Christian History Home > 1991 > Issue 32 > Dietrich Bonhoeffer: A Gallery of Family, Friends, & Co-Conspirators
Dietrich Bonhoeffer: A Gallery of Family, Friends, & Co-Conspirators
Significant people in Dietrich Bonhoeffer's life
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Hans von Dohnanyi
“Intellectual head” of the conspiracy against Hitler
The son of a Hungarian composer, Hans von Dohnanyi was a brilliant lawyer who married one of Dietrich Bonhoeffer’s older sisters, Christine, in 1925. He became a personal assistant to the Reich Minister of Justice in 1933.
Consequently, early in the Hitler regime von Dohnanyi became aware of the Nazis’ crimes on their way to absolute power in Germany. He began to compile a “Chronicle of Shame” documenting the heinous injustices—persecution of churches, torture and mistreatment of individuals in concentration camps, sterilization, violence against the Jews. The record was used as evidence in the post-war Nuremberg War Crimes Trials.
Hans von Dohnanyi continually channeled behind-the-scenes information to his pastor brother-in-law, Dietrich Bonhoeffer. In 1939 von Dohnanyi joined the Abwehr, the secret intelligence agency under Admiral Wilhelm Canaris. He arranged for Bonhoeffer to become attached to the Munich office of the Abwehr, thereby keeping him from service in Hitler’s army. Von Dohnanyi arranged several trips (to Switzerland, Sweden, Denmark, and Norway) for Bonhoeffer. Ostensibly, Bonhoeffer was to perform assignments for the Abwehr, but actually he represented the German resistance movement to key contacts in these countries.
Von Dohnanyi, a strategic figure in the resistance, was described by the Gestapo as “the intellectual head of the movement to overthrow the Fuhrer.” Arrested in 1943, he underwent severe tortures and illnesses until his execution (at Sachsenhausen) on April 9, 1945—the same day Bonhoeffer was hanged at Flossenbürg.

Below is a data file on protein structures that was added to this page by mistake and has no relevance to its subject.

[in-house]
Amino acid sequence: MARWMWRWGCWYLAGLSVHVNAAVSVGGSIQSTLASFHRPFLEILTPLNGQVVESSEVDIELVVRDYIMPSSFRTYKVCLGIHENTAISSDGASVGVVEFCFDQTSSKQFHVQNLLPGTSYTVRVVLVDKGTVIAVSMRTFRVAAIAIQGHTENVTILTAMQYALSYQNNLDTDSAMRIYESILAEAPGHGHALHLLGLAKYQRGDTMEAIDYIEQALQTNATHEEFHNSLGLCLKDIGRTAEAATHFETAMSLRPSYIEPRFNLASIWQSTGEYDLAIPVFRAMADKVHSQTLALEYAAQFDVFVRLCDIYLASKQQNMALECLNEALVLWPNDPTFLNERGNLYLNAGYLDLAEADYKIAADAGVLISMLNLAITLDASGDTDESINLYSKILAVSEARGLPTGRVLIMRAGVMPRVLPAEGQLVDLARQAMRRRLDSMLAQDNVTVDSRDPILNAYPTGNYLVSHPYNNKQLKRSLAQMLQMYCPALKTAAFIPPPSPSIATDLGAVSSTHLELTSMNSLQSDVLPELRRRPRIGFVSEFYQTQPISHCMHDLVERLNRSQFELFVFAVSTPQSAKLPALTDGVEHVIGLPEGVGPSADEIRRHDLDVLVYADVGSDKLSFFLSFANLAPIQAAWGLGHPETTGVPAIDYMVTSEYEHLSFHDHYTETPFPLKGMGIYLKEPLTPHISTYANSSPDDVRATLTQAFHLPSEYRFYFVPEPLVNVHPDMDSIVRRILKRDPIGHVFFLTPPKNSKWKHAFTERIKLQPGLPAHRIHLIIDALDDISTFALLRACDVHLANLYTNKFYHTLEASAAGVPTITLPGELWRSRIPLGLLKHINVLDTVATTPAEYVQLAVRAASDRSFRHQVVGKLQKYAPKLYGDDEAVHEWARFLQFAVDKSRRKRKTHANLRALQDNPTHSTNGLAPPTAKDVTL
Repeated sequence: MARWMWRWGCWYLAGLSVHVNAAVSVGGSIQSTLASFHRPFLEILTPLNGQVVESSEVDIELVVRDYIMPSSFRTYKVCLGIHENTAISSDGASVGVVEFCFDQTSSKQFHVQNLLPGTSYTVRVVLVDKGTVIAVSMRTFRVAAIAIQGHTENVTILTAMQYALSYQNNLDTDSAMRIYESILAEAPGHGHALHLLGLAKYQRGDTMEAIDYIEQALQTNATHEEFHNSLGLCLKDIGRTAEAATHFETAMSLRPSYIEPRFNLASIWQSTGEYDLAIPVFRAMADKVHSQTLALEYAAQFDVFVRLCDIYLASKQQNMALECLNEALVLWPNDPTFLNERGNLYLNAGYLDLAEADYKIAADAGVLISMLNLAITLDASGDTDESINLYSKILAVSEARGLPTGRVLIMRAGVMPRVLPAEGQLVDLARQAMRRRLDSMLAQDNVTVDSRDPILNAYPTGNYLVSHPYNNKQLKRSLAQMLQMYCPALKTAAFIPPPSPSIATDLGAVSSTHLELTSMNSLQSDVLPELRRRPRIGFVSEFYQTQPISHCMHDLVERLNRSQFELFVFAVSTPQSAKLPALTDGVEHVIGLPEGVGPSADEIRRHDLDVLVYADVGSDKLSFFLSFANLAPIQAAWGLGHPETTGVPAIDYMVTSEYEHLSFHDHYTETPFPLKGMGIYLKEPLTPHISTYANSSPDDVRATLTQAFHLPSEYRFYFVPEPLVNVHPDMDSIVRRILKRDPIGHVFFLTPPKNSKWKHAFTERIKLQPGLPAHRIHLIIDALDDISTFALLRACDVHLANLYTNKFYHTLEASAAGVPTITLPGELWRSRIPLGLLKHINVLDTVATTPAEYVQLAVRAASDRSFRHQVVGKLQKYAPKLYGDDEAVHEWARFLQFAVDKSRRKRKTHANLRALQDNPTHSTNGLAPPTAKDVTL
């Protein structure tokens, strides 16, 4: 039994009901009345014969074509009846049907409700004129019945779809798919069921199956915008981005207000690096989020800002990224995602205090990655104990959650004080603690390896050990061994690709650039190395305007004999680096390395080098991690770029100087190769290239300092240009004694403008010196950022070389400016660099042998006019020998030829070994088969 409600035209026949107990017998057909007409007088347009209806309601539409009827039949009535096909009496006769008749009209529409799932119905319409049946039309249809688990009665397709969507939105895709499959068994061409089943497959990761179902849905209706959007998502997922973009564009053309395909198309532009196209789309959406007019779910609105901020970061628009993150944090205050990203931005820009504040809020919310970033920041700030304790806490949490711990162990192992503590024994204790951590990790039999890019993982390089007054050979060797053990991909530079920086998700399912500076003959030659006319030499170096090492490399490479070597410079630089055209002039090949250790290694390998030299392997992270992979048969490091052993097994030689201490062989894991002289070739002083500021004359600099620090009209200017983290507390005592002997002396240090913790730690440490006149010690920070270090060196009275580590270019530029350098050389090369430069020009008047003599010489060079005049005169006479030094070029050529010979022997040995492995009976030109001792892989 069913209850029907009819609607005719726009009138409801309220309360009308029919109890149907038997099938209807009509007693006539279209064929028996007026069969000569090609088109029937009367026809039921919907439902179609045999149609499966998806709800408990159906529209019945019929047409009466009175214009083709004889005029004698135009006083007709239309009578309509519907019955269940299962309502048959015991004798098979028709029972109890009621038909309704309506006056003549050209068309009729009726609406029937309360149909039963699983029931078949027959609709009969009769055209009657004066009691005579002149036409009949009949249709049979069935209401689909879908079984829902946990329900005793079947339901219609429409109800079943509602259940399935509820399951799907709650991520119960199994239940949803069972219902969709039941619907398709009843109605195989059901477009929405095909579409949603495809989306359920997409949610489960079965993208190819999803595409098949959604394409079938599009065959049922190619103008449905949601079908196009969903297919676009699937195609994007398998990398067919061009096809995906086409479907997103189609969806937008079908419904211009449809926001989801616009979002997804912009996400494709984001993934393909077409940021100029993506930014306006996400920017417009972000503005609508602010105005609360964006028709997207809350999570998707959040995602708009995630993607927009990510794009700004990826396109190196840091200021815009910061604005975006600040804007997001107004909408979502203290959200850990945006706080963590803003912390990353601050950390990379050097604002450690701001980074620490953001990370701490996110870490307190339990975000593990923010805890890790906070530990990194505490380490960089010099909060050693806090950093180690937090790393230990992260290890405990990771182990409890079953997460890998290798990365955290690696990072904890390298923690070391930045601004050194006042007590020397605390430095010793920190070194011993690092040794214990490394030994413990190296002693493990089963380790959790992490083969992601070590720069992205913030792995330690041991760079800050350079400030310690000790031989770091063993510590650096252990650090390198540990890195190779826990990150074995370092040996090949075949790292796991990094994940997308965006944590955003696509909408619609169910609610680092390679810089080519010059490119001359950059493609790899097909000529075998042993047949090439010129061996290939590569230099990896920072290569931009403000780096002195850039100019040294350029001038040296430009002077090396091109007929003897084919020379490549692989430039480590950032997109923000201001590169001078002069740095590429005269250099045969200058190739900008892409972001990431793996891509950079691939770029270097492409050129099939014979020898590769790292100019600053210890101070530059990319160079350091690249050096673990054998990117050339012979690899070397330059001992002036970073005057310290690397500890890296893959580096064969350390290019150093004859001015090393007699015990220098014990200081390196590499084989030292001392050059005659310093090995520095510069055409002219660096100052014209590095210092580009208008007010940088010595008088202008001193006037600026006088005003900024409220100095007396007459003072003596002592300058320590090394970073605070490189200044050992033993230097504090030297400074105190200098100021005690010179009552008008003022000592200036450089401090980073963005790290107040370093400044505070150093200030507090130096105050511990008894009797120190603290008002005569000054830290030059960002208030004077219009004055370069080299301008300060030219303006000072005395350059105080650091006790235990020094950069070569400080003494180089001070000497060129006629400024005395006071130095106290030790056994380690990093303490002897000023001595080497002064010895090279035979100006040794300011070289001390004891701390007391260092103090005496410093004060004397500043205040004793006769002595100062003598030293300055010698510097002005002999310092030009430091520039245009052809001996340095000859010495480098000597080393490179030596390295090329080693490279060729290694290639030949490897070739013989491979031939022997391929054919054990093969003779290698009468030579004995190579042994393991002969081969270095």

Sabine (Bonhoeffer) Leibholz
Of the eight children born to Karl and Paula Bonhoeffer, only Dietrich’s twin sister, Sabine, still survives. Soon 86 years old (on February 4, 1992), she lives in Göttingen, Germany, with her elder daughter, Marianne.
At 18, Sabine married Gerhard Leibholz, a brilliant lawyer who had earned his doctorate in philosophy at 19. Leibholz became judge of a district court and later, a professor of constitutional law at the University of Göttingen.
The twins, Dietrich and Sabine, enjoyed a unique chemistry in the large Bonhoeffer family. In 1938, the year after the Gestapo closed the Confessing Church’s seminary at Finkenwalde, Dietrich stayed in the Leibholz home and wrote his classic Life Together.
Gerhard Leibholz and his two brothers were baptized Christians, but because their father was Jewish in background, they were classified as Jews by Nazi interpretation. In the fall of 1938, as persecution of Jews increased, the Leibholz family—Gerhard, Sabine, and their two daughters—fled. They were driven to the Swiss border by Dietrich Bonhoeffer and Eberhard Bethge and crossed over late at night.
Throughout the war years, they lived in England. The profundity of Dietrich’s correspondence with his twin can be seen in an April 1942 letter:
“It is good to learn early enough that suffering and God are not a contradiction but rather a unity, for the idea that God himself is suffering is one that has always been one of the most convincing teachings of Christianity. I think God is nearer to suffering than to happiness, and to find God in this way gives peace and rest and a strong and courageous heart.”
It was in Sabine’s Oxford home that the shattering news arrived in 1945 that Dietrich and other family members had been murdered by the Nazis. With the collapse of the Hitler regime, the Leibholz family moved back to Gottingen to pick up the threads of their lives. Professor Leibholz taught political science until his retirement in the mid-1970s. He died in 1982.
Sabine has continued to provide insights into the Bonhoeffer family. Her book, The Bonhoeffers: Portrait of a Family (first published in English in 1971) will become available from Covenant Publications in 1992.
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